Do you have a plant science background? What was your PhD about?
Yes, my undergraduate degree was in Plant Sciences, and my PhD was in plant molecular biology and biochemistry, researching an enzyme involved in carbohydrate metabolism in wheat.
Can you tell us a bit more about the ‘Living Well’ project and its aims?
Living Well Oxford is a new collaborative public engagement project focussing on health and healthcare. As the number of people with multiple long-term health conditions increases, so does the need to improve knowledge and behaviours in the population, and to transform the nature of people’s interaction with the clinicians and systems caring for them. We want to develop public space and events to build knowledge and understanding in our population and in our staff, and to feed the development of new approaches. Sustainable healthcare in the 21st Century requires new ways of involving the public, learning from them and helping them to understand health and illness, to manage their own health and access care when they need it.
As Living Well Oxford Programme Manager, I am co-ordinating a 12-month pilot to develop and evaluate activities and events, which will build expertise and evidence for a longer term larger-scale project. We are drawing on areas that have significant public interest, public health impact and local research expertise. So far we have set up an advisory group and worked with a number of partners to deliver a number of events. These have included a debate about genome data privacy, funded by the British Science Association, a stroke storytelling event at The Story Museum as part of Oxfordshire Science Festival, and a health-themed session at children’s summer holiday clubs.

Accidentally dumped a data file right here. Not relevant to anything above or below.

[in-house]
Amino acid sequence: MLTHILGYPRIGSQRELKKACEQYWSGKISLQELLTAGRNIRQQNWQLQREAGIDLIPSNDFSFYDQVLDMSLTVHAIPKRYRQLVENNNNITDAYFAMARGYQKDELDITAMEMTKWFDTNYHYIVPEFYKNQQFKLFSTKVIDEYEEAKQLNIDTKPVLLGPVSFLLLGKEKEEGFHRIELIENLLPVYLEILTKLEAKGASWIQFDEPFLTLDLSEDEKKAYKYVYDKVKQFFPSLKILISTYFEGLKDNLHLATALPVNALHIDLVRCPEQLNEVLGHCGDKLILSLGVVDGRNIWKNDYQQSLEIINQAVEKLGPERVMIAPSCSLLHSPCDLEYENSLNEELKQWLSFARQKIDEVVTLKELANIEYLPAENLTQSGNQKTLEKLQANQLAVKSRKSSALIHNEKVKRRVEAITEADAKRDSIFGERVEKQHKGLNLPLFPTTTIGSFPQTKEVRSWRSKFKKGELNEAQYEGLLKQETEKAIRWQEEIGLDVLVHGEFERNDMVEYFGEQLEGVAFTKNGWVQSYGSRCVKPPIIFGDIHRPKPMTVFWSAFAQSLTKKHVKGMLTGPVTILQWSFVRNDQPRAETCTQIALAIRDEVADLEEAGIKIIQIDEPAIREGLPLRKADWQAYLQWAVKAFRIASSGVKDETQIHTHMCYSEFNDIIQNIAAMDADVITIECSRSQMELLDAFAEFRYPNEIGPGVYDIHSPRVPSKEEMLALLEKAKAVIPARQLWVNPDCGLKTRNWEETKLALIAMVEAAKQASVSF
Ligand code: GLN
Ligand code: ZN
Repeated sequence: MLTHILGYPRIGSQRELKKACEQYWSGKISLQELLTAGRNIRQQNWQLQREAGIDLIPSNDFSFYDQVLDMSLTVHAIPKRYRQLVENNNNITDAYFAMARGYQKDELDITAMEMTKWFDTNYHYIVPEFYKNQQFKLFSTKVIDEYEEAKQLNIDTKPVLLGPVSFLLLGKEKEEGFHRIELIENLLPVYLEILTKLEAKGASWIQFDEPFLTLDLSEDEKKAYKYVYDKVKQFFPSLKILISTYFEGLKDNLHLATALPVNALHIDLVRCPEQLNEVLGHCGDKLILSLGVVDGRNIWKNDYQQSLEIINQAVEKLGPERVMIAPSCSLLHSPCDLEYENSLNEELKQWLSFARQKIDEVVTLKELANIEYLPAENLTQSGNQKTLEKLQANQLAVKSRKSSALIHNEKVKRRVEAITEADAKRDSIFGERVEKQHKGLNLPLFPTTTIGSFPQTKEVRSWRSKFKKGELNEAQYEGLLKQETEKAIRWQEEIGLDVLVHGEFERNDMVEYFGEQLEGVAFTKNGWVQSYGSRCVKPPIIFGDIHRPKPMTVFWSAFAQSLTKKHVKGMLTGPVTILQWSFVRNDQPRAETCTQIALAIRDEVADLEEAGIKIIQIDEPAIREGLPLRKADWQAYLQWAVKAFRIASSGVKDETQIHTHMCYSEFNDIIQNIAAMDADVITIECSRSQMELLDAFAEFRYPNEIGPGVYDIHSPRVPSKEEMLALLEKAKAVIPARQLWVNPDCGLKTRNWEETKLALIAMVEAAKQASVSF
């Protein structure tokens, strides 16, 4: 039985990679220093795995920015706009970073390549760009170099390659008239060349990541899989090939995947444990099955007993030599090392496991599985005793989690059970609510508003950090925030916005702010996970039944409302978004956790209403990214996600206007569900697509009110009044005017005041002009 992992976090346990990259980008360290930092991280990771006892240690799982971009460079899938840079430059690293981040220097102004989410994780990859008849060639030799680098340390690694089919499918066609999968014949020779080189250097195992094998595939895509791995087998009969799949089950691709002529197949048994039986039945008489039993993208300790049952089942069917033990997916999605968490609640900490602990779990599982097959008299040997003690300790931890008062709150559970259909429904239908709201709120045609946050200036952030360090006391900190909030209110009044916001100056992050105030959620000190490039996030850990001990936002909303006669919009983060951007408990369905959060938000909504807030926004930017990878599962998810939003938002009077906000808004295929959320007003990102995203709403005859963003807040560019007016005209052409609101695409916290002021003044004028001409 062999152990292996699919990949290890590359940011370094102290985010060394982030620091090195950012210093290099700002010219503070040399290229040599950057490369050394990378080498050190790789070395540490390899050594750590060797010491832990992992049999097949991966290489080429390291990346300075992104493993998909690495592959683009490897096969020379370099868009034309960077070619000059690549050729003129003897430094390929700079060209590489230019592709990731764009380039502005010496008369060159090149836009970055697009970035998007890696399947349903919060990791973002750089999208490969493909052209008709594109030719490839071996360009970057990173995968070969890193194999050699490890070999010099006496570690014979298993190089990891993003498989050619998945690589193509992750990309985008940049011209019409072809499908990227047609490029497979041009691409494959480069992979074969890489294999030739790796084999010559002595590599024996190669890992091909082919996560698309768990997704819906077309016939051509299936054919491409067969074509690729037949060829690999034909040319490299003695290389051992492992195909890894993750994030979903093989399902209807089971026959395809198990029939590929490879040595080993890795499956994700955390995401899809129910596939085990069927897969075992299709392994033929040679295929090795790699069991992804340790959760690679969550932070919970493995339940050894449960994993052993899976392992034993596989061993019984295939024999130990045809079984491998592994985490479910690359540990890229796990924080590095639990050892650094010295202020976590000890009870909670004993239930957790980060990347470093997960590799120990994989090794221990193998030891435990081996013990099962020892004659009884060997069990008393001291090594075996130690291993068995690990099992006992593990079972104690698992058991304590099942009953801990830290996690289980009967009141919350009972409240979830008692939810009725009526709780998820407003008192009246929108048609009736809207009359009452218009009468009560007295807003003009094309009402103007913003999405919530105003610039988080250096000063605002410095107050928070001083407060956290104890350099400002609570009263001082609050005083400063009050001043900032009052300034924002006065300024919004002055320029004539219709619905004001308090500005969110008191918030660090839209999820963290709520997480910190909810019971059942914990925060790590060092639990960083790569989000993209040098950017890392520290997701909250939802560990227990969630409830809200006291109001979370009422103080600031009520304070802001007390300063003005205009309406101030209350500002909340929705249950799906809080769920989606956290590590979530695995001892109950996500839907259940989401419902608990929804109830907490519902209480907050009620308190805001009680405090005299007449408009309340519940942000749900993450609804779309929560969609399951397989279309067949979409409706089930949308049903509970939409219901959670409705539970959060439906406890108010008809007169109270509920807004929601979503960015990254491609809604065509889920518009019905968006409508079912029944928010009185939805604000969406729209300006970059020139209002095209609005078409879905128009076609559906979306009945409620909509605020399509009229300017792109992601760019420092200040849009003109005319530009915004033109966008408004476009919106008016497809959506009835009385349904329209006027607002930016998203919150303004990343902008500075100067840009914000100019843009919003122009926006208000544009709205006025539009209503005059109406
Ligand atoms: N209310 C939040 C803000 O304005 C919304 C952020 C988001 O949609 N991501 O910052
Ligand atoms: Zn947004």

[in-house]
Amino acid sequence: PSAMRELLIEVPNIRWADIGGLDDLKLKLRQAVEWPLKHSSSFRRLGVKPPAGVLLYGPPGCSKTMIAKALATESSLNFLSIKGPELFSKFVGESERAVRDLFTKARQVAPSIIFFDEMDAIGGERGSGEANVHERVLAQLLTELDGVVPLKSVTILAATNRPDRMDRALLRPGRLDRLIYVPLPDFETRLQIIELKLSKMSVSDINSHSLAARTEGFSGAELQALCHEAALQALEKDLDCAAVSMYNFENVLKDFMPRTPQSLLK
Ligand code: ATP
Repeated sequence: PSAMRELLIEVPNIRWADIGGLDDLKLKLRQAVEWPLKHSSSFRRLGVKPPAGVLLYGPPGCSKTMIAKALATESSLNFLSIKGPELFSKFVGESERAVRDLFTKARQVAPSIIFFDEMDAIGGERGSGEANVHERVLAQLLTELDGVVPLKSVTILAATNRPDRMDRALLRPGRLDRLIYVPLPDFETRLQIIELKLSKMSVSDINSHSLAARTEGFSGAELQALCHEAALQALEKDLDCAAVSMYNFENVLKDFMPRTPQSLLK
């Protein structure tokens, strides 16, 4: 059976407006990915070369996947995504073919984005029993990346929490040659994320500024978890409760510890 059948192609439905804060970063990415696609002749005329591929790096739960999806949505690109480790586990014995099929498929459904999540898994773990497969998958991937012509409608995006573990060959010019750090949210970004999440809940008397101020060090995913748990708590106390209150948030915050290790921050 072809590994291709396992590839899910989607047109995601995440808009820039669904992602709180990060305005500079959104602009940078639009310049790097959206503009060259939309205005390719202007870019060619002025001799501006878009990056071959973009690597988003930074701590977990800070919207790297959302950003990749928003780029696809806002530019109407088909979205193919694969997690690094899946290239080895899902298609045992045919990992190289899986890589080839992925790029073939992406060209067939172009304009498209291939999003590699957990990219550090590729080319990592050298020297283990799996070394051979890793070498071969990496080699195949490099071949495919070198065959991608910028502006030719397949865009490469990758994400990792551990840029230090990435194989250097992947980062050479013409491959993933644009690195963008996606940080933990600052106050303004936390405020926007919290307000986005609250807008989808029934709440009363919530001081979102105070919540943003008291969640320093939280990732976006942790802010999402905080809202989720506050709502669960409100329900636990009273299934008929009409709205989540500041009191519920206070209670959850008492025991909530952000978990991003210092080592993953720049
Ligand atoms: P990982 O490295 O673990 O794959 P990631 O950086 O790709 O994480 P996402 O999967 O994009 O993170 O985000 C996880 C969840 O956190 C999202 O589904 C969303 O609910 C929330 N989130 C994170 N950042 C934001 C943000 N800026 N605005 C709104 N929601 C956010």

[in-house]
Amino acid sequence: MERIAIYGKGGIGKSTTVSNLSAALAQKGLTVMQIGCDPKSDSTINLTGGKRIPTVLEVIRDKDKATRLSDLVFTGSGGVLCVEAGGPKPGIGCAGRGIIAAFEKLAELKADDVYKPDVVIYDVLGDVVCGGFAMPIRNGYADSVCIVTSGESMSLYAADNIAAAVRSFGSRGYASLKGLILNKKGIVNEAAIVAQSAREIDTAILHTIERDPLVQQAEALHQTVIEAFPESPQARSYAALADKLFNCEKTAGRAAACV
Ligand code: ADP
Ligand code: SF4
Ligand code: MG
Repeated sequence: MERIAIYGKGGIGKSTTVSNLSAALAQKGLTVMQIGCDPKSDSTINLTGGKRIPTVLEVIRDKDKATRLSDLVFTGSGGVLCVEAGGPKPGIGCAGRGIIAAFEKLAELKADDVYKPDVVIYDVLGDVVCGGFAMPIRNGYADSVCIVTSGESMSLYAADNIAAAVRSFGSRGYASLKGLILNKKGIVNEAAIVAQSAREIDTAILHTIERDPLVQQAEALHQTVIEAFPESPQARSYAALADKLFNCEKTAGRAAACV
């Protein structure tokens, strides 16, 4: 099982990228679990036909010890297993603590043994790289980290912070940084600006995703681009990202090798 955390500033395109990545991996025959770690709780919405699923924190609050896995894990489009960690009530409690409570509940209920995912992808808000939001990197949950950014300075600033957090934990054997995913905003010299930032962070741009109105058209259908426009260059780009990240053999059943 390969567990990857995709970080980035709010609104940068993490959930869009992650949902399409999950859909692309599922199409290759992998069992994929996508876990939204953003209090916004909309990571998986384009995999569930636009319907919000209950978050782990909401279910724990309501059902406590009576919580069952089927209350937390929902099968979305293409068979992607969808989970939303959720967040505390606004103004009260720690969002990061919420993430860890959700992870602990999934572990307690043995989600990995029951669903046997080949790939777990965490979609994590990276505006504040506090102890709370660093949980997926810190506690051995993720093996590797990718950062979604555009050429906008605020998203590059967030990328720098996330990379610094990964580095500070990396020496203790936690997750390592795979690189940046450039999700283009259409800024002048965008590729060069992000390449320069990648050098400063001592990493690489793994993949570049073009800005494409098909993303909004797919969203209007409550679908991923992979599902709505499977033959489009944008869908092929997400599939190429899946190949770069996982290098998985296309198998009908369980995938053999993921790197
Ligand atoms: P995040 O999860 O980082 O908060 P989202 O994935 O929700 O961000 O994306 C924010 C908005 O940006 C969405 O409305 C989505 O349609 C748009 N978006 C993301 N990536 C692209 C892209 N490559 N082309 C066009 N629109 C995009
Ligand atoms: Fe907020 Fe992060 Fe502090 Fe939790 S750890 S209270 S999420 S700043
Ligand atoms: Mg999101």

We have also secured a grant from the Wellcome Trust to fund a pop-up shop entitled “Ageing: From Birth and Beyond”, which will ‘pop up’ in Templars Square Shopping Centre in May 2017. This will involve working with seldom-heard communities to inform activity development, and working with researchers to provide opportunities for public engagement and build capacity.
Which skills helped you to jump between Plant Science and Health Care?